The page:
GRAND RAPIDS, Mich. — Struggling with infertility is a challenge many couples face. Many of these cases can be solved with medical interventions, like hormone treatments or in vitro fertilization.
But for some couples, those steps aren't enough and they need the assistance of an egg donor.
And for minorities -- their egg donor journey often comes with an unexpected hurdle.
13 ON YOUR SIDE producer Rhonda Spencer met the love of her life, Jamal, at Michigan State University. This dynamic duo has a passion for journalism and deep love for each other.
Having children is something they've always wanted, but they knew their path to parenthood wouldn't be easy.
"Even back in high school doctors told me there might be an issue with fertility, but 'we'd just have to see,'" Rhonda recalled. So, they started researching.
"Turns out it wasn't just a simple IVF situation, we actually needed an egg donor," she explained.
That was a difficult reality to come to terms with.
"I was crushed, to be completely honest, because as a woman you think about having a baby and starting and family and what that is going to look like and I never imagined we would have a baby and it would not biologically belong to me."
It took time for Rhonda to grieve. When it came time to look for a donor, they were hit with another blow.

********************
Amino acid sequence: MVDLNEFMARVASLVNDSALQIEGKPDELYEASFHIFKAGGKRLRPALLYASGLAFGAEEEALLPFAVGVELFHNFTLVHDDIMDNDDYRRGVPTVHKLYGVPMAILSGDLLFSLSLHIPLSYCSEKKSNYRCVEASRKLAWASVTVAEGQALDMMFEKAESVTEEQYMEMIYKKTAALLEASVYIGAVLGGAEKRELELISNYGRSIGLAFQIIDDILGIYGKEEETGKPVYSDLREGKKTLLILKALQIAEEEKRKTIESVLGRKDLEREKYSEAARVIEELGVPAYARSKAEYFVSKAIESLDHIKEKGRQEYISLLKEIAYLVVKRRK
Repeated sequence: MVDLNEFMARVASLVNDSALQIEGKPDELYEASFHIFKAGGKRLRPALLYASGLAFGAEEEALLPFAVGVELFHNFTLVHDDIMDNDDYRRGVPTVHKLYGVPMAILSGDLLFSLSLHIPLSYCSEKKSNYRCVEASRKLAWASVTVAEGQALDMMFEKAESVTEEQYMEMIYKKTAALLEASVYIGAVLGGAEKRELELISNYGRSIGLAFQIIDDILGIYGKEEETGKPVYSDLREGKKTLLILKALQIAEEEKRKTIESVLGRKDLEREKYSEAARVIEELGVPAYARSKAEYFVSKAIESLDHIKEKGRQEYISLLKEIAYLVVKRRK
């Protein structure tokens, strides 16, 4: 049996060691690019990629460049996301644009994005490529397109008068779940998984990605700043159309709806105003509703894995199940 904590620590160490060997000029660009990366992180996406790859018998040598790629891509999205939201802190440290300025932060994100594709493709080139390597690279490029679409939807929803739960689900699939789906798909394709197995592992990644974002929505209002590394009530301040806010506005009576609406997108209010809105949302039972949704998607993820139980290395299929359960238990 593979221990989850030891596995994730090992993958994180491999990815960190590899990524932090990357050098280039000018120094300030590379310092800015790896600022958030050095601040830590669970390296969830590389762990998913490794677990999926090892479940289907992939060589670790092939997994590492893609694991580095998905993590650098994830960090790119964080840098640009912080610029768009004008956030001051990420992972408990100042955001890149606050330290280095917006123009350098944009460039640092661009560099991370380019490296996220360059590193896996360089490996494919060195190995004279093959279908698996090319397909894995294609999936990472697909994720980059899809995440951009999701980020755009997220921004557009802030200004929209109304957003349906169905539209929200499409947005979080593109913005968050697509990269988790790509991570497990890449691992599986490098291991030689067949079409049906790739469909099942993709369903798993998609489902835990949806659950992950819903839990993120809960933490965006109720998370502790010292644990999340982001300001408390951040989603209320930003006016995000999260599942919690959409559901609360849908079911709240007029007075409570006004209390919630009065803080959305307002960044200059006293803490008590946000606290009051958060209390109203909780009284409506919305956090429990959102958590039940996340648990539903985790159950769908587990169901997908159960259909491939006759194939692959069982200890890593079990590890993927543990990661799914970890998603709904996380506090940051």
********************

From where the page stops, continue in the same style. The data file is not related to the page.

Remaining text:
"Then we find out that here in West Michigan there are no black donors available for us. As a black woman I want to have a black child. It was a hurdle that I hadn't even thought about would be an issue and to find out that there were none, not one, was very shocking to me and heartbreaking."
"Over the last three years we have had about 1,000 egg donor applicants," explained Robin Strouse, RN, who serves as the Donor Coordinator at the Fertility Center in Grand Rapids. "A very small percentage of them make it through the screening process. Of those who applied, 80% were Caucasian, 15% were African American, 5% were Latina or other. We simply don't have a lot of women of color applying to be an egg donor."
So, why aren't there more black egg donors in West Michigan? The answer isn't a simple one.
"One, there is fear of the medical system. Going into the doctor's and not being cared for rightly. Two, is education. A lot of young black women don't even realize it's an option," explained Chicago pastor Rev. Dr. Stacey Edwards-Dunn. She says fertility is something that isn't often talked about in the black community. That's why she founded Fertility for Colored Girls in 2013 after struggling with infertility herself.
"I would have never thought it was infertility. We were taught, we believed that we were these strong black fertile women. I would find out that was not the case."
After founding FFCG "women started coming out the woodwork wanting to talk about it."
Now, Rev. Dr. Edwards-Dunn is working to change the narrative around infertility and things like egg donation so more couples can find the solution they are looking for.
Continue following this story on 13 ON YOUR SIDE Mornings. On March 3, find out how Rhonda and Jamal decided to move forward. And hear much more from Rev. Dr. Edwards-Dunn about what she thinks will bring change.
►Make it easy to keep up to date with more stories like this. Download the 13 ON YOUR SIDE app now.